Leader of Eisenhower memorial effort discusses embattled plans in talk at Dole Institute
A proposed memorial to Dwight Eisenhower would bring a bit of Kansas to the nation’s capital while celebrating the Abilene native’s remarkable success as a general and a president, the leader of the effort said Thursday in Lawrence.
Retired Brig. Gen. Carl Reddel, executive director of the Eisenhower Memorial Commission, also acknowledged the road has been rocky at times for the embattled monument plans. But, he said, “Ike” deserves proper recognition for his achievements, and soon.
“It’s about time we do this,” Reddel said during the 2013 Dole Lecture at the Dole Institute of Politics on Thursday. Dole Institute Director Bill Lacy interviewed him about Eisenhower and the effort to memorialize him.
Lacy asked Reddel, who began researching Eisenhower as a specialist on Russian studies for the U.S. Air Force during the Cold War, whether his military exploits or his political career was more impressive. Reddel said he couldn’t answer: Eisenhower deftly balanced security and freedom as both general and president, he said, in a way that the nation might appreciate today.
“What is most amazing to me is how these two worlds came together in a single lifetime of citizenship and public service,” Reddel said.
And the proposed memorial, to be located just off the National Mall in Washington, D.C., would focus on both those legacies, he said. But it has also been the target of a barrage of criticism during the last two years, from people ranging from lawmakers to members of the Eisenhower family.
The Memorial Commission was authorized by Congress in 1999, and Reddel joined the effort in 2001. The 12-person commission, which currently contains both U.S. senators from Kansas, chose architect Frank Gehry to design the planned memorial, estimated to cost $142 million.
Reddel on Thursday went over the plans, which call for an “urban park” near a number of federal agencies that Eisenhower helped create. A view of the U.S. Capitol would be framed by steel tapestries that he said would evoke the landscape of Kansas and by trees native to Kansas. At the center would be the actual memorial: Two 26-foot-tall stone blocks, each with a nine-foot-tall bronze statue in front, representing Eisenhower’s achievements as a general and as a president.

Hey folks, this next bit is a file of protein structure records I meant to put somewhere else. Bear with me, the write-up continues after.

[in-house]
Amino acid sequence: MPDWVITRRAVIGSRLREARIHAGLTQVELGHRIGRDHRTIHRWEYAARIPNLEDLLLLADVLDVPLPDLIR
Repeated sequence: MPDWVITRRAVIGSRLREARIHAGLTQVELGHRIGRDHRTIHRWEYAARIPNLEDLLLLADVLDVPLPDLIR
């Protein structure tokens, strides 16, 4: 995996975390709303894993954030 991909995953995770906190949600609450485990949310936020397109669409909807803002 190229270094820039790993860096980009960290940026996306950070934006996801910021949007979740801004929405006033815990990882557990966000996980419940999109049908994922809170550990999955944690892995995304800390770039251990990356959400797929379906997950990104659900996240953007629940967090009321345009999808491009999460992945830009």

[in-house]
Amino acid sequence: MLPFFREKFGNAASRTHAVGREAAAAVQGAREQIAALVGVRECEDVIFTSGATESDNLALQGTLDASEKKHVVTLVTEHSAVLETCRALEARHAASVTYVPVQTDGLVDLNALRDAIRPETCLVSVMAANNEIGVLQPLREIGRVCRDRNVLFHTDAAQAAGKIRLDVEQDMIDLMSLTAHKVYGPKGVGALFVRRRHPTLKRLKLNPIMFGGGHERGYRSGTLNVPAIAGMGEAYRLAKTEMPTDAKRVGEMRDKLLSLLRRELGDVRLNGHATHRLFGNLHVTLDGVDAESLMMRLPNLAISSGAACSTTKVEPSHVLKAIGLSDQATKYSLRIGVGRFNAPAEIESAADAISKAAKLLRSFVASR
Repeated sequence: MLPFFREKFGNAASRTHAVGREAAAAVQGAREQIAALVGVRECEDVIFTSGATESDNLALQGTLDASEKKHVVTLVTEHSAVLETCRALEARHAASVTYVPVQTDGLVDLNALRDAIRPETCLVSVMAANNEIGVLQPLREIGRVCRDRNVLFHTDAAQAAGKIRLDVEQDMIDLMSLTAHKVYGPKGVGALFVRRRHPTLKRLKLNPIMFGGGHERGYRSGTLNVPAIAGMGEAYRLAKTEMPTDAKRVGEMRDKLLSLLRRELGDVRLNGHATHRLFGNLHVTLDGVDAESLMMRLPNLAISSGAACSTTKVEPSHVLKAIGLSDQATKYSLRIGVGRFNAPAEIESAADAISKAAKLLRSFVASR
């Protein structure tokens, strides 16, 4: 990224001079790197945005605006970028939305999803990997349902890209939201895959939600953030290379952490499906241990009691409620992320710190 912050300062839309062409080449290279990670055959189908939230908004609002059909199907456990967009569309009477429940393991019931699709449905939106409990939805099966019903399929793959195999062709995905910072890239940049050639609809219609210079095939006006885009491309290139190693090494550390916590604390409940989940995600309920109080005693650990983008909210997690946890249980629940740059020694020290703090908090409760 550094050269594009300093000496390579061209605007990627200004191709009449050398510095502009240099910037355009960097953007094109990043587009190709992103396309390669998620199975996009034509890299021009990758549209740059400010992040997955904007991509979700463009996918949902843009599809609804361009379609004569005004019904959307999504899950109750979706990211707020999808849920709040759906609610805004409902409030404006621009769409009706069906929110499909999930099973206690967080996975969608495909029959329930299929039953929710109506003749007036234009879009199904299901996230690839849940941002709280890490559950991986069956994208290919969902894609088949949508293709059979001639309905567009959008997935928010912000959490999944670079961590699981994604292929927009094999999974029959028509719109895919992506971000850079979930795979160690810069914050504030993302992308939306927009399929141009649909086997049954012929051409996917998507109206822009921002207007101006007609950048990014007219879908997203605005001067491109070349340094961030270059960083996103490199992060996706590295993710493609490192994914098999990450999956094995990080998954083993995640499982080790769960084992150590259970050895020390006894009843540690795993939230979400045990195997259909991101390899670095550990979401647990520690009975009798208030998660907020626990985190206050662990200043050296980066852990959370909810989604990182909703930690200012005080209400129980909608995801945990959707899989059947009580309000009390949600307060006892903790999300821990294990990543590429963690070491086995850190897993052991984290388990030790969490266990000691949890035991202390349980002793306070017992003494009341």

Also there would be a life-sized statue of a young Eisenhower, with both his destinies within his field of vision.
Along with an emphasis on both his careers, Reddell said, Eisenhower’s Kansas roots were important to the designer.
“He believes that the landscape of the heartland is a metaphor for America itself, and a big part of what Eisenhower was about,” Reddel said.
But those tapestries evoking those roots are also a sticking point between Gehry and members of the Eisenhower family who’ve called for a simpler design, Reddel said. They sent that message at a congressional hearing on the memorial in March, where they and some lawmakers called for the plans to be scrapped and for a new open design competition to begin.
“In true bipartisan spirit, almost everyone hates it,” read a “New Yorker” article following the hearing.
Lacy asked Reddel if he wished the commission had done anything different. He said he wished the group had avoided the controversy, but he wasn’t sure how that would have been done, saying the commission had consulted the Eisenhower family from the beginning.
“Having the president’s grandson and members of the Eisenhower family at 13 of our 16 commission meetings, we felt, was a sincere effort in that direction,” Reddel said.
The effort has been delayed since Eisenhower’s grandson, David, resigned from the commission in December 2011, Reddel said. He said he hoped the memorial comes to fruition soon, though he noted that the Franklin Delano Roosevelt memorial in Washington was in the works for more than 40 years.
He recalled a meeting he had with the late U.S. Sen. Daniel Inouye, who had served as vice chairman of the commission, before his death. Inouye had lamented how little Americans know about the War of 1812, a turning point in the nation’s history, and said he worried that unless “Ike” was memorialized soon, he might be similarly forgotten.
Reddel said he hoped not to let that happen.
“We have to be as mindful as possible of the great and poor leadership we’ve had at different times in our history,” he said.